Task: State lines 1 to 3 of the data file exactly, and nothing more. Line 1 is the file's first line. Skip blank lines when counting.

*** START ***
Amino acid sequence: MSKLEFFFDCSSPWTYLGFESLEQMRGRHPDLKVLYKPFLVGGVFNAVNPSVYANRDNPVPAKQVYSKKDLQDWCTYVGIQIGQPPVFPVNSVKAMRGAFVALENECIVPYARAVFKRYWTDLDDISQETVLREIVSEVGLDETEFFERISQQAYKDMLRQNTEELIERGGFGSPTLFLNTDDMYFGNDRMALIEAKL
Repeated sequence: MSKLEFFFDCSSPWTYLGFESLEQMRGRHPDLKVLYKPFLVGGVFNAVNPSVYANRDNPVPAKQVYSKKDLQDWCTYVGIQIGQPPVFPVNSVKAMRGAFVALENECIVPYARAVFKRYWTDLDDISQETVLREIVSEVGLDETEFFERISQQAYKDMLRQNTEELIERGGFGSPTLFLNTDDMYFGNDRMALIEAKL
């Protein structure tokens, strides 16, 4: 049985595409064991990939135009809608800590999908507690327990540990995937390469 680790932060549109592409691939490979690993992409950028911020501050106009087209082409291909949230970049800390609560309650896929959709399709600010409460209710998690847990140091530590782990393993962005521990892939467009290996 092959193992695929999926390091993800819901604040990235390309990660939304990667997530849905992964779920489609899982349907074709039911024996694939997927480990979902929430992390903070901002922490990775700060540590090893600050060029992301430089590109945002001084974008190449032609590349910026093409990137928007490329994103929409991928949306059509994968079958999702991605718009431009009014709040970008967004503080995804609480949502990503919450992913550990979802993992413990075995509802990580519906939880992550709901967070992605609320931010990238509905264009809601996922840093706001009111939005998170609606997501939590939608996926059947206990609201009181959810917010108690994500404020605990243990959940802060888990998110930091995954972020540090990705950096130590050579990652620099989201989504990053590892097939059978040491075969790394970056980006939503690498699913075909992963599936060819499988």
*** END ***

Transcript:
Amino acid sequence: MSKLEFFFDCSSPWTYLGFESLEQMRGRHPDLKVLYKPFLVGGVFNAVNPSVYANRDNPVPAKQVYSKKDLQDWCTYVGIQIGQPPVFPVNSVKAMRGAFVALENECIVPYARAVFKRYWTDLDDISQETVLREIVSEVGLDETEFFERISQQAYKDMLRQNTEELIERGGFGSPTLFLNTDDMYFGNDRMALIEAKL
Repeated sequence: MSKLEFFFDCSSPWTYLGFESLEQMRGRHPDLKVLYKPFLVGGVFNAVNPSVYANRDNPVPAKQVYSKKDLQDWCTYVGIQIGQPPVFPVNSVKAMRGAFVALENECIVPYARAVFKRYWTDLDDISQETVLREIVSEVGLDETEFFERISQQAYKDMLRQNTEELIERGGFGSPTLFLNTDDMYFGNDRMALIEAKL
């Protein structure tokens, strides 16, 4: 049985595409064991990939135009809608800590999908507690327990540990995937390469 680790932060549109592409691939490979690993992409950028911020501050106009087209082409291909949230970049800390609560309650896929959709399709600010409460209710998690847990140091530590782990393993962005521990892939467009290996 092959193992695929999926390091993800819901604040990235390309990660939304990667997530849905992964779920489609899982349907074709039911024996694939997927480990979902929430992390903070901002922490990775700060540590090893600050060029992301430089590109945002001084974008190449032609590349910026093409990137928007490329994103929409991928949306059509994968079958999702991605718009431009009014709040970008967004503080995804609480949502990503919450992913550990979802993992413990075995509802990580519906939880992550709901967070992605609320931010990238509905264009809601996922840093706001009111939005998170609606997501939590939608996926059947206990609201009181959810917010108690994500404020605990243990959940802060888990998110930091995954972020540090990705950096130590050579990652620099989201989504990053590892097939059978040491075969790394970056980006939503690498699913075909992963599936060819499988």